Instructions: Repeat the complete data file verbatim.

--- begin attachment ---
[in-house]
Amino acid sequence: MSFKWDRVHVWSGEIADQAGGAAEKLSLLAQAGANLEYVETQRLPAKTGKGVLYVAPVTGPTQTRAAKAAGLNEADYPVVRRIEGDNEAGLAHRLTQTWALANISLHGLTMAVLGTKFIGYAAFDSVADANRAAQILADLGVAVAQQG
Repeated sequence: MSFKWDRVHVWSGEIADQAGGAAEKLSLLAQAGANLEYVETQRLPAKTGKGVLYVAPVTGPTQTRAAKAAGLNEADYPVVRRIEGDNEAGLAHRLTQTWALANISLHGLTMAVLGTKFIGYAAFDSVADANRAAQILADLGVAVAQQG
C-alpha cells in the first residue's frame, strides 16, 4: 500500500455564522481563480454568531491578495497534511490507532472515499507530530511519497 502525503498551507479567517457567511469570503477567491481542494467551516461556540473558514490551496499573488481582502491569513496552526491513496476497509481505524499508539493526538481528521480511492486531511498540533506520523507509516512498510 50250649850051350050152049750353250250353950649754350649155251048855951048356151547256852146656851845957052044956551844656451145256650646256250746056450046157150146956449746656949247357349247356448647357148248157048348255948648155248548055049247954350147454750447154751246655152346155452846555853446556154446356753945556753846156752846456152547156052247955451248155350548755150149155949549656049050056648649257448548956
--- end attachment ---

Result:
[in-house]
Amino acid sequence: MSFKWDRVHVWSGEIADQAGGAAEKLSLLAQAGANLEYVETQRLPAKTGKGVLYVAPVTGPTQTRAAKAAGLNEADYPVVRRIEGDNEAGLAHRLTQTWALANISLHGLTMAVLGTKFIGYAAFDSVADANRAAQILADLGVAVAQQG
Repeated sequence: MSFKWDRVHVWSGEIADQAGGAAEKLSLLAQAGANLEYVETQRLPAKTGKGVLYVAPVTGPTQTRAAKAAGLNEADYPVVRRIEGDNEAGLAHRLTQTWALANISLHGLTMAVLGTKFIGYAAFDSVADANRAAQILADLGVAVAQQG
C-alpha cells in the first residue's frame, strides 16, 4: 500500500455564522481563480454568531491578495497534511490507532472515499507530530511519497 502525503498551507479567517457567511469570503477567491481542494467551516461556540473558514490551496499573488481582502491569513496552526491513496476497509481505524499508539493526538481528521480511492486531511498540533506520523507509516512498510 50250649850051350050152049750353250250353950649754350649155251048855951048356151547256852146656851845957052044956551844656451145256650646256250746056450046157150146956449746656949247357349247356448647357148248157048348255948648155248548055049247954350147454750447154751246655152346155452846555853446556154446356753945556753846156752846456152547156052247955451248155350548755150149155949549656049050056648649257448548956